Our implementation capitalizes on the excellent spin control in diamond developed over the past years^{15, 16, 17, 18, 19} and on the recently attained singleshot electron spin readout^{20}. We use the nitrogen nuclear spin N (^{14}N, I = 1, 0:m_{I} = 0, 1:m_{I} = +1) associated with a nitrogenvacancy centre and a nearby carbon nuclear spin C (^{13}C, I = 1/2, 0:m_{I} = +1/2, 1:m_{I} = −1/2) as qubits (Fig. 1b). By working at a low temperature (T<10 K) we can perform efficient initialization and projective singleshot readout of the ancillary electron spin (S = 1) by spinresolved resonant optical excitation^{20}. As the electron spin is coupled to the nuclear spin qubits through hyperfine interaction (Fig. 1c), the nuclear spins can be initialized and read out by mapping their state onto the electron spin^{15, 16, 17, 18, 20}.
The two nuclear spins are excellent qubits. They can be individually controlled with high precision in tens of microseconds by radiofrequency pulses (Fig. 1d,e) and they are well isolated from the environment: the dephasing time T_{2}^{*} exceeds a millisecond for both qubits. However, the direct interaction between the qubits (Fig. 1f) is weak compared with T_{2}^{*} and negligible on the timescales of our experiments (~100 μs).
The implementation of the parity measurement is depicted in the circuit diagram of Fig. 2a. First, the ancilla is initialized into 1_{a}. Then we apply two NOT gates on the ancilla controlled by the two qubits (Toffoli gates) through selective microwave pulses on the electron transitions for nuclear spin states CN = 00 and 11 (Fig. 1c). As a result, the ancilla is flipped to 0_{a} if the qubits are in a state of even parity, that is, if both qubits have the value 0 (first gate) or if both have the value 1 (second gate). This operation correlates the ancilla and the parity of the twoqubit state. Finally the ancilla is read out, which projects the qubits into either the even or oddparity subspace and yields the corresponding measurement outcome.
For the parity measurement to be useful in quantum protocols, it is required to be nondestructive so that the postmeasurement state can be used for further processing. The key experimental challenge is to preserve the phase of all possible twoqubit states of definite parity, such as the Bell states, during ancilla readout. We note that this demanding requirement is not present for measurements in which the ancilla readout projects all qubits onto eigenstates^{17, 19, 20}. Possible sources of nuclear qubit dephasing during prolonged optical readout are uncontrolled flips of the electron spin in the excited state^{20} and differences in hyperfine strength between the electronic ground and excited state^{21}. To avoid such dephasing, we use a short ancilla readout time. By conditioning on detection of at least one photon (outcome 0_{a}), we obtain a parity measurement that is highly nondestructive (measured ancilla postreadout state fidelity of (99±1)%) at the cost of a lower success probability (~ 3%).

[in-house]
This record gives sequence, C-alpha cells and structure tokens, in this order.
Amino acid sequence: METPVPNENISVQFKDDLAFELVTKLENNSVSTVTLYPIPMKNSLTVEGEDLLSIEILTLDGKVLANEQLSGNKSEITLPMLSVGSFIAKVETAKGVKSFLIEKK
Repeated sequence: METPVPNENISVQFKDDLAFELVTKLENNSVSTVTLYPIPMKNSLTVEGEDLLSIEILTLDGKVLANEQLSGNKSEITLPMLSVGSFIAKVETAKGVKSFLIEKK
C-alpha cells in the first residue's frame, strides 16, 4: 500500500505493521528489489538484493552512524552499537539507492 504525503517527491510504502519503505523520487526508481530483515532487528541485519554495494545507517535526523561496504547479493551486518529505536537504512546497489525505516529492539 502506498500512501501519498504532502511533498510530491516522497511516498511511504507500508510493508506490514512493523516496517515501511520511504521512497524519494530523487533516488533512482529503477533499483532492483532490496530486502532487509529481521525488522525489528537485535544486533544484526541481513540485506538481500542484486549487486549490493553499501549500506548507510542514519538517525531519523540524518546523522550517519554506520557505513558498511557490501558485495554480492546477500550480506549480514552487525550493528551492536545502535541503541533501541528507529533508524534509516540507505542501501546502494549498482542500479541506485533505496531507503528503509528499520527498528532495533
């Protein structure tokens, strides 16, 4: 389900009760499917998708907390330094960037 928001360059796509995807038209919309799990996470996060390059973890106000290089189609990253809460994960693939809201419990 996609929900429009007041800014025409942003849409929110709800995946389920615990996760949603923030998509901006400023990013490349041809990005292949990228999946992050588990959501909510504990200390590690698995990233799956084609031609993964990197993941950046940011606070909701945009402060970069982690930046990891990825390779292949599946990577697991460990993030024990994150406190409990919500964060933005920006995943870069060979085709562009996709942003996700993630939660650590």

Our parity measurement is ideally suited to generate highfidelity entangled states that are heralded by the measurement outcome. To also enable deterministic quantum gates, the measurement must yield a highfidelity singleshot outcome for both measurement results 0_{a} and 1_{a}. This can be achieved by further improvement of the electron readout, for instance by increasing the photon collection efficiency^{22} or by reducing electron spin flips through proper tuning of electronic levels^{23}.
We apply the parity measurement to project the two nuclear spin qubits into a Bell state. Figure 2b shows the circuit diagram of the protocol. We track the twoqubit state evolution by performing quantum state tomography at three stages. First, the qubits are initialized by projective measurement into 00 (Fig. 2c). The ancilla is reset to 1_{a} to be reused in the subsequent parity measurement and final readout. Then, we create a maximal superposition by applying a π/2pulse to each of the qubits, so that the twoqubit state is CN = (00+01+10+11)/2 (Fig. 2d). This state contains no twoqubit correlations. Finally, the parity measurement projects the nuclear spins into the even subspace, and thus into the Bell state . We find a fidelity with the ideal state of F = Φ^{+}ρ_{m}Φ^{+} = (90±3)%, where ρ_{m} is the measured density matrix (Fig. 2e). The deviation from a perfect Bell state can be fully explained by imperfect microwave πpulses that reset the ancilla to 1_{a} after the projection steps. The high fidelity of the output state is consistent with the nondestructive nature of the parity measurement.